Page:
Indian cuisine is made up of hundreds of regional cuisines which can be traced back thousands of years. The dishes consist, primarily, of spices, herbs, lentils, rice, bread, potatoes, and vegetables. Hindu beliefs have played a large role in the formation of Indian cuisine, as well as the influence of other cultures that have come in contact with the peoples of the country throughout its history.
In the Andaman and Nicobar Island region of India, seafood is the main staple of their cuisine, due to the fact the original inhabitant of the area having little contact with the greater population. Therefore, the indiginous raw fish became their primary dietary element and remains a major ingredient.
The dishes in Assam, India, are flavorred moreso with local herbs, fruit and vegetables than with spices. Fish is often eaten, as are birds, such as duck or pigeon. Meals there usually conclude by eating tenga, which is a sour dish, and the chewing of betel nut.
In Bihar, it is common to eat roti (a type of bread) soaked in milk, and poha (made of flattened rice) is complimented with sugar and yoghurt. Bihar is also well known for parathas (a flatbread) stuffed with chickpea flour, chokha (spiced mashed potatoes), and fish curry. Also very popular is tangy raita, which consists of un-riped papaya, yoghurt and a mixture of various spices.
Madyha Pradesh’s cuisine varies, depending upon the region. The north and the west’s staple is primarily wheat and meat, while south and east are dominated by rice and fish. A popular dish throughout the entire region is Dal Bafla, a steamed and grilled wheat cake dipped in ghee, eaten alongside a pungent lentil broth.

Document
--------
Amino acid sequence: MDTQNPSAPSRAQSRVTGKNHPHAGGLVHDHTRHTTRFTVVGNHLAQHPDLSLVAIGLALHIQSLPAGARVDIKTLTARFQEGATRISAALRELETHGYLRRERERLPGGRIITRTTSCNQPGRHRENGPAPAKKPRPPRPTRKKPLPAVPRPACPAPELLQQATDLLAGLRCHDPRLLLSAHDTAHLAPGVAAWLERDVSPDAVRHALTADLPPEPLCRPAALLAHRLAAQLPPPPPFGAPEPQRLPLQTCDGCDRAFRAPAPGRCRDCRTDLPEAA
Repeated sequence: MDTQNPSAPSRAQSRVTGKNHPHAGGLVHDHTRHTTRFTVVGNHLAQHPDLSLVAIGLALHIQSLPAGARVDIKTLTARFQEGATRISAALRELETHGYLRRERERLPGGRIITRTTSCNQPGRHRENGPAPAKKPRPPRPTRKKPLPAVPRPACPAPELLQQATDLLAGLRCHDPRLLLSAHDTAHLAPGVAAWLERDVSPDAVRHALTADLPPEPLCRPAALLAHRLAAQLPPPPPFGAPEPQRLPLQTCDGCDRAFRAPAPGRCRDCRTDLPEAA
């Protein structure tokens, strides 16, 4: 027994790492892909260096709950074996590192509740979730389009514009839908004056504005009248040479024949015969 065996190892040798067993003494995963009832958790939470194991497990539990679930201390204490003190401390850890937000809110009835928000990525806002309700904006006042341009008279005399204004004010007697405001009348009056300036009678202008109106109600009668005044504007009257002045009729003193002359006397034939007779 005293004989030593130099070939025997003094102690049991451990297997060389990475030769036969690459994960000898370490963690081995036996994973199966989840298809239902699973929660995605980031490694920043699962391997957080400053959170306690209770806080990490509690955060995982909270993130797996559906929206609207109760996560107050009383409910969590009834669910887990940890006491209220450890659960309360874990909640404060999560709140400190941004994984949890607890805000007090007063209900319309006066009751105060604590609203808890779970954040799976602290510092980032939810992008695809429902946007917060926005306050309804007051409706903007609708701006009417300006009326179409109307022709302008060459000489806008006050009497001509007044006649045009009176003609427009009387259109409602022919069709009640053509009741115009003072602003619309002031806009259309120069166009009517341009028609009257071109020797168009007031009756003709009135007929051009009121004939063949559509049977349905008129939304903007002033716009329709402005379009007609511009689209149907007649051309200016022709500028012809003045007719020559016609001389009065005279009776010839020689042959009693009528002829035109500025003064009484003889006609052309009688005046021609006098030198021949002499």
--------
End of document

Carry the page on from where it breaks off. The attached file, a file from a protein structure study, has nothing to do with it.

The area of Goa, located in a tropical climate, has a menu primarily made of seafood, coconut milk, rice and paste. Kingfish is considered a delicacy and a great deal of its food is influenced by hundreds of years of Portuguese colonialism.
Mizoram has a cuisine that is quite different from most other regions of India. It is a blend of Chinese and Northern Indian cuisines. Dishes might be served on banana leaves, and are usually more bland in taste. A common dish, Bai, is made of spinach, pork and bamboo shoot, and is eaten with rice.
Punjab cuisine has a wide range of dishes. Many of the most popular Anglo-Indian foods originated in Punjab, such as Tandoor, Pakoras, and naan. Tandoori chicken and vegetable dishes with paneer are very common.
In the Tamil Nadu region, rice, legumes and lentils are heavily used. Its menu’s distinct flavor is mainly due to its curry, which is made by combining curry leaves, tamarind, coriander, ginger, garlic and several other spices. The word “curry” is actually derived from the Tamil word “kari”, which means “an additive to the main course or a side dish”.
In the West Bengal region there is an emphasis on fish and lentils. One of their more traditional meals is Macher Johl, which is translated to “fish in gravy”. Bengali’s prepare their fish in any number of ways, with sauces that are made with mustard or poppy seeds.
As for desserts in India, many of them are made with sugar, milk and condensed milk, and cooked by the method of frying. Bafi is made of dried milk and ground pistachios or cashews, while Chikki is made of peanuts and molasses. Kalfi is an Indian form of ice cream and laddu (known for its simplicity) consists of ball shaped sweets dipped in sugar syrup.
Regardless of the region, Indian cuisine, as a whole has influenced various cuisines across the globe, and is becoming increasingly popular within countries far from its borders.